Hi, I’m Chris and welcome to my blog about biomass, feed and wood pellets. I’ve been making, burning and using pellets since 2007. PelHeat.com is an educational resource on wood pellets and other biomass/feed pellets.
I’ve separated the links to my posts under the category headings below. You can click the links below to jump to those particular posts. I hope I’m able to teach you something new about how wood pellets are made, burnt and their other uses! Cheers, Chris.
Making Wood Pellets
This is my main post on the subject of how wood pellets are made. Within this post, you will also find links to other posts on the process of making wood pellets. For instance, more details on material preparation and how a pellet mill works etc. It’s best to start with reading this post as it provides a broad overview of the wood pellet making process. You will learn that while it may appear to involve simply placing wood within a pellet mill, this couldn’t be further from the truth.
If you wish to learn the precise details of the wood pellet production process I would very much encourage you to read The Pellet Handbook: eBook and Hardcover – Amazon
Once you own a pellet mill and then start to try and make wood pellets for the first time it’s more than likely you will run into issues. One of the most common issues is a blocked wood pellet mill die. With this post, I discuss some of the reasons the die can become blocked, and how to avoid it happening again. The die is the most important part of the pellet mill when it comes to making wood pellets. The design of the die and how it is maintained have significant consequences on the process of making wood pellets.
When it comes to making wood pellets there is a lot of discussion and debate around the topic of binders and lubricants. For instance, does a small pellet mill require a pellet binder to make wood pellets? The answer depends on several factors, such as the design and quality of the pellet mill. However, pellet binders and lubricants are actually common in the wood pellet industry. Only small amounts are required which can have a big impact on the wood pellet making process. It is possible to make wood pellets without binders, but they can make the process run a lot more smoothly.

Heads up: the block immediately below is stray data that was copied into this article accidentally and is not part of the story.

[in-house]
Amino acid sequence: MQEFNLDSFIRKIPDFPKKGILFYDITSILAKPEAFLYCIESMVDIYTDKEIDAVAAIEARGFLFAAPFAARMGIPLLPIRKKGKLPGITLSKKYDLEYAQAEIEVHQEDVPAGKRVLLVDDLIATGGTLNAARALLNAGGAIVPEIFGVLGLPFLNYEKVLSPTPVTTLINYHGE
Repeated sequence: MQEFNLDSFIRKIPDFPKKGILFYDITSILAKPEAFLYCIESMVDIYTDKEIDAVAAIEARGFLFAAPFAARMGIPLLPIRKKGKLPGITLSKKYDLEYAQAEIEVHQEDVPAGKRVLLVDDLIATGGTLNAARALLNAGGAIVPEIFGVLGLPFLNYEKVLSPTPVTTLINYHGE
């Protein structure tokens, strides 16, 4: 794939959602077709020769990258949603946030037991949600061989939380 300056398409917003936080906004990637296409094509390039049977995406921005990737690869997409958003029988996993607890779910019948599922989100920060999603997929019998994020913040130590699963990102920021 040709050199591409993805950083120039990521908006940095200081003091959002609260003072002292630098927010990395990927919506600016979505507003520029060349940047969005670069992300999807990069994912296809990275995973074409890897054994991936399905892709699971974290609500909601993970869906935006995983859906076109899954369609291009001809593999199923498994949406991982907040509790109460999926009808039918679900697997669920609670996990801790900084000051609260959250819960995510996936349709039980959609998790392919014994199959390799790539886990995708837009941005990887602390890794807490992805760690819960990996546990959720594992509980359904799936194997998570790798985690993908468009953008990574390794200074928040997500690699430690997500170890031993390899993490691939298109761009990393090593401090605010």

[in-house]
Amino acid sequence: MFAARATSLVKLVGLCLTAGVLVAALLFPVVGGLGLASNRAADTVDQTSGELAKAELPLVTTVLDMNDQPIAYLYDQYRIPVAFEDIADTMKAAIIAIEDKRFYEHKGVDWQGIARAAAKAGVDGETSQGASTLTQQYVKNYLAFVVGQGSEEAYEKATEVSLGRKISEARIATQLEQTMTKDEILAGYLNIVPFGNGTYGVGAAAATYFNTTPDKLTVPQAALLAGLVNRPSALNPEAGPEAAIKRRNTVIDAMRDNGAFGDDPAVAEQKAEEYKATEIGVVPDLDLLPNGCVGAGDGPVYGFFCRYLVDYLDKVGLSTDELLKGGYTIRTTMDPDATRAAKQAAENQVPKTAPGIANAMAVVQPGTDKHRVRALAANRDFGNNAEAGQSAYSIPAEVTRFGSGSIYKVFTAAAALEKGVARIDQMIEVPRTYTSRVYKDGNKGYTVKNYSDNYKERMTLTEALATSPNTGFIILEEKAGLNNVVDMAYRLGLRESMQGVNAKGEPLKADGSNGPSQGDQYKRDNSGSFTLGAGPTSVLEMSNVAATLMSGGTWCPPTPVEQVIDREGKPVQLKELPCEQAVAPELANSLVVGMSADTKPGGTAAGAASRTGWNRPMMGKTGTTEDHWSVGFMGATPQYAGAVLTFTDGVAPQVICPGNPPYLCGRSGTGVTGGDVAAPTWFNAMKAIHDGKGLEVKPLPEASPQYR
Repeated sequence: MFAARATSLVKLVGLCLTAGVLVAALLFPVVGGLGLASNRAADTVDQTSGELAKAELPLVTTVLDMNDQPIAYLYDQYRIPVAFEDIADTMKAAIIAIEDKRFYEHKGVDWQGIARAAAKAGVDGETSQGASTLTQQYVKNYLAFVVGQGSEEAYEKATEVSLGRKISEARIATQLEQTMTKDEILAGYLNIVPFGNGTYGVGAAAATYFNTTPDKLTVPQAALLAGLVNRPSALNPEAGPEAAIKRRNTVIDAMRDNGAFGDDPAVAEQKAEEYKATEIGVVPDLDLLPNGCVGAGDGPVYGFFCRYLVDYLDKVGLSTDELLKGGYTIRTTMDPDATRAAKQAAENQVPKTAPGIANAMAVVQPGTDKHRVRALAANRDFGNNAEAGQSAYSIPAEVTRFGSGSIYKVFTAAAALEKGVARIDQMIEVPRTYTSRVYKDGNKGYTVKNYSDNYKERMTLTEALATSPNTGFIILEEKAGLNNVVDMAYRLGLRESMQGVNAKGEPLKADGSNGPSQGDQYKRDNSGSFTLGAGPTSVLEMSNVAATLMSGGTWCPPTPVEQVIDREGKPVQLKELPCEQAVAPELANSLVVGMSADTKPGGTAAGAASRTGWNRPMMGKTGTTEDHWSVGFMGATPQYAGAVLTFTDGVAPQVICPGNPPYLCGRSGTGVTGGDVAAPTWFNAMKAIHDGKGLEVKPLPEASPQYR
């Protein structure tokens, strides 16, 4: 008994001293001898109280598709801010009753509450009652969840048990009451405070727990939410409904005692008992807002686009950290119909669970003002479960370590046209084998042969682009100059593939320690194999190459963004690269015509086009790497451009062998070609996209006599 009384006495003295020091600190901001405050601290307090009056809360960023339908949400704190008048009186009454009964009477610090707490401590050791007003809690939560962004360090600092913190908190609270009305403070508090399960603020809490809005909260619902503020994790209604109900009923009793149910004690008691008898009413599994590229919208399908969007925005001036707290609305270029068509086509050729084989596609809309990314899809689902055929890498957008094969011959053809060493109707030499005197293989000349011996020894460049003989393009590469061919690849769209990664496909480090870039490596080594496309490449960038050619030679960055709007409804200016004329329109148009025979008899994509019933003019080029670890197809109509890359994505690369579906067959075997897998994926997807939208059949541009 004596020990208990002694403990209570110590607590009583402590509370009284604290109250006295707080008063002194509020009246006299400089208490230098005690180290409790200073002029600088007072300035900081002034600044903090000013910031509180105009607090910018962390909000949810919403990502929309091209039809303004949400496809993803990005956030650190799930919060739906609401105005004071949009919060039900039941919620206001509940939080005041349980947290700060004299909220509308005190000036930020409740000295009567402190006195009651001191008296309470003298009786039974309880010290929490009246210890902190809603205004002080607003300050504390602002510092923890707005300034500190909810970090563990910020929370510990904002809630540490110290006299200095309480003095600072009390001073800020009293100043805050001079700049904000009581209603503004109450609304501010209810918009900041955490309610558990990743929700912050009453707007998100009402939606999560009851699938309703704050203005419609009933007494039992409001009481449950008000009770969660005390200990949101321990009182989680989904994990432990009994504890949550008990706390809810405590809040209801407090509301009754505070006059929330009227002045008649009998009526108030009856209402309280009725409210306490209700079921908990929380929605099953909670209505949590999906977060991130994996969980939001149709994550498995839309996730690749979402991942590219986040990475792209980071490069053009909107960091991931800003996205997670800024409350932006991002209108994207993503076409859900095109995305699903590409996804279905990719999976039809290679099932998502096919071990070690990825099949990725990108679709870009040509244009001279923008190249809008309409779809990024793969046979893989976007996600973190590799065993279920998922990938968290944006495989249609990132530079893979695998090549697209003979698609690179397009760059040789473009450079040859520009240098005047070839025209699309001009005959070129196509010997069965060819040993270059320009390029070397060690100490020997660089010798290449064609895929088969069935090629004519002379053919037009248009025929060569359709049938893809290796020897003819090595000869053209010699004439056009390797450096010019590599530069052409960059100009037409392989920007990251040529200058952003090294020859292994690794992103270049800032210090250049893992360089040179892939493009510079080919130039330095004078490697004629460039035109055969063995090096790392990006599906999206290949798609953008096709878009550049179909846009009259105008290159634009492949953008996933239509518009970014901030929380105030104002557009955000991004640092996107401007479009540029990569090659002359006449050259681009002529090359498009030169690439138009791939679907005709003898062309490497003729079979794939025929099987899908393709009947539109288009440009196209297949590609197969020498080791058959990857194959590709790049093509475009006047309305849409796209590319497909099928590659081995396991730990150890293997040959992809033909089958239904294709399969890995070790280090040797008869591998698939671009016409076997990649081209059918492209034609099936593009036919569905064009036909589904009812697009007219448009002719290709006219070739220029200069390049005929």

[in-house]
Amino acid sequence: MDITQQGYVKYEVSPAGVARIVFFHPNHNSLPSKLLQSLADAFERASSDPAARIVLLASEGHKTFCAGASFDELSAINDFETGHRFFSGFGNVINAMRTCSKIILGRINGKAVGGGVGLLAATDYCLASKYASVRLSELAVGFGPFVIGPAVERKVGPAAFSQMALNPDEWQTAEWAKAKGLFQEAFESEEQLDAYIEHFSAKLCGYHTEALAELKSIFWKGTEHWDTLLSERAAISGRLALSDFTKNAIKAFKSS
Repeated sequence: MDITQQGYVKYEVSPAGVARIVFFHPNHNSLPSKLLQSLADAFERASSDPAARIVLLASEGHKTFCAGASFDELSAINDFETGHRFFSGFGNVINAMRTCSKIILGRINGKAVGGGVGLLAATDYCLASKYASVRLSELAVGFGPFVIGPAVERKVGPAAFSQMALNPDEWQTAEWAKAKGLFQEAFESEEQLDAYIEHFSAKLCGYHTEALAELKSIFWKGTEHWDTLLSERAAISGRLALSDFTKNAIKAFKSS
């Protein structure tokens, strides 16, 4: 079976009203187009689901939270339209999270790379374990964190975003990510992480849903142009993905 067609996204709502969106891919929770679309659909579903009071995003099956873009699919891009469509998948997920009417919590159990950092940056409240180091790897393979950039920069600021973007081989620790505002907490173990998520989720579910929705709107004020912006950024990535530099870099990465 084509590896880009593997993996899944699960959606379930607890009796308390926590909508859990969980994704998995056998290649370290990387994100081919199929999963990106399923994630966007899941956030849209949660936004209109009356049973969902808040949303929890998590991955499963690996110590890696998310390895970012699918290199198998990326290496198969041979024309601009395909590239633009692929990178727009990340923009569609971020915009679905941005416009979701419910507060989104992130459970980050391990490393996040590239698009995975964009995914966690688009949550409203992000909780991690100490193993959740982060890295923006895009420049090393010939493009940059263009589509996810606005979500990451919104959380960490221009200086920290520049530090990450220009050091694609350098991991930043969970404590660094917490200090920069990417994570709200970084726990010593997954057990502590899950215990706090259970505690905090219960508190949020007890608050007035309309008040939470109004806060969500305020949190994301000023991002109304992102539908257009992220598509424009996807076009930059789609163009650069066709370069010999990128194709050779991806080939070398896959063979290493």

You can make wood pellets from practically any source of woody biomass. However, some raw materials will produce wood pellets not fit for purposes depending on their intended use. For instance, the requirements of wood pellets used for heating fuel are very different for those used for animal bedding. Furthermore, wood pellets used in BBQs are also very different than those used for heating fuel or animal bedding. There are also certain raw materials you should not process. Either because it will potentially damage the pellet mill or because using/burning the wood pellets could be a health hazard. There is a lot to think about when choosing the best raw material to make wood pellets from. This includes evaluating how close that raw material is to where you will be able to process it with a pellet mill.
When it comes to making wood pellets, probably the biggest headache comes from the issue of moisture content. If the raw material is too dry or too wet wood pellets will not form. Furthermore, too much moisture can easily lead to a pellet mill die blockage. Then more time needs to be spent to clean the die before you can try again. Therefore trying to figure out what is the perfect moisture content for the raw material to produce wood pellets is an important question. The second question is how do you get the raw material to that particular moisture content? On a large scale wood pellet plant it’s fairly straight forward. There are in-line infrared moisture meters and batch mixers to produce a consistent material. On a small scale, however, these luxuries are not viable. Therefore it involves low tech options such as dry weight tests.
Another useful resource on the wood pellet production process is this book: eBook and Hardcover – Amazon
You may have a source of logs available or you know of a cheap source of logs and you’re looking into the process of making wood pellets. What you need to be aware of is that processing logs into wood pellets can present significant challenges. You will need to understand your end-users requirements and whether you need to remove the bark from the logs. Removing the bark takes additional time, effort and equipment, but it may be required. In other cases leaving the bark on the wood pellets may even improve the end product.
Getting set up to make wood pellets can be expensive. Therefore its quite understandable that many people consider the purchase of a used pellet mill. However, there are some factors you have to consider before making a used pellet mill purchase. For instance, it may be possible to purchase a new pellet mill for less than a used pellet mill if you look in the right places. Purchasing a used pellet mill from eBay, for instance, may pay off. However, there may be damage to the pellet press which you cannot easily see. Also, with a used pellet mill you need to consider where you will purchase your spare parts from. As with any pellet mill, at some point, you will need to purchase new dies and rollers as these are consumable parts.
If you are looking to make wood pellets from home, you may be looking to purchase a single phase pellet mill. With this post, I wanted to look at some of the problems you may experience. For instance, does your electrical connection provide sufficient power to be able to run a single phase pellet mill? Also, does the limited productivity of a single-phase pellet mill on wood pellets make the project viable? For wood pellets, it takes about 1kW of power to produce 10kg/h. Is that productivity worth your time and effort? It’s these questions and more you have to ask yourself before purchasing a pellet mill to decide if the project is viable.